United States

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As one of the oldest grape growing regions in the United States, wine is an integral component of the history, culture and economy of Missouri communities across the state. The region of Missouri consists of northwestern upland plain or prairies, as well as lowlands in the extreme southeast that are part of the Atlantic Plain and the Ozark Plateau. Known as the Cave State, the northern half of Missouri is covered in glacial drift and loess from Pleistocene glaciation, while the southern half is largely a carbonate terrain rich in caves, springs and clear streams. Given its inland location, Missouri is also prone to temperature extremes. Missouri consequently deals with inclement weather quite regularly, including thunderstorms, hurricanes, tornadoes, snow, ice and flooding.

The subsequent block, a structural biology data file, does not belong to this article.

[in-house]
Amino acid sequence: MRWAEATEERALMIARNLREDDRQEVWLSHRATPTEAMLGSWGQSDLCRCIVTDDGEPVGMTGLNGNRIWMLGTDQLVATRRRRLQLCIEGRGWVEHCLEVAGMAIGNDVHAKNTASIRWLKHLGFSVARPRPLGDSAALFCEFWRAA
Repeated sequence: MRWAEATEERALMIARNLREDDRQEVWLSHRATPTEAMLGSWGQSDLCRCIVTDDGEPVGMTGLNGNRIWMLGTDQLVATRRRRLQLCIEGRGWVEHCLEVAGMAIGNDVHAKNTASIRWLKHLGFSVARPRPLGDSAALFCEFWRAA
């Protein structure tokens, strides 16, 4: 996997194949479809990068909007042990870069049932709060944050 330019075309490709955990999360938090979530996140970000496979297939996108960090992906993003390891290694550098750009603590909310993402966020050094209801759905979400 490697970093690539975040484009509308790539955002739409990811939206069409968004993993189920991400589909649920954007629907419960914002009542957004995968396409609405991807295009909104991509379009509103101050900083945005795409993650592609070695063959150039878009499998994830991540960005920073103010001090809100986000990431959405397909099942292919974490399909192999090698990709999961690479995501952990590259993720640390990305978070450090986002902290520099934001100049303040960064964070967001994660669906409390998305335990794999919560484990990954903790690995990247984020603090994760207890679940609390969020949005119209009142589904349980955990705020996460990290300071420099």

688 hectares of growing area


125 wineries

425 grape growers


1.16 million liters of wine shipped annually


28,052 jobs supported

875,700 tourists annually

$600 million USD in economic

impact from tourism

$218.5 million USD in federal

taxes contributed

$144 million USD in state

taxes contributed

Unique Fact 
Missouri is home to the first federally recognized American Viticultural Area (AVA), Augusta, which was recognized in 1980.

Primary Grape Varietals



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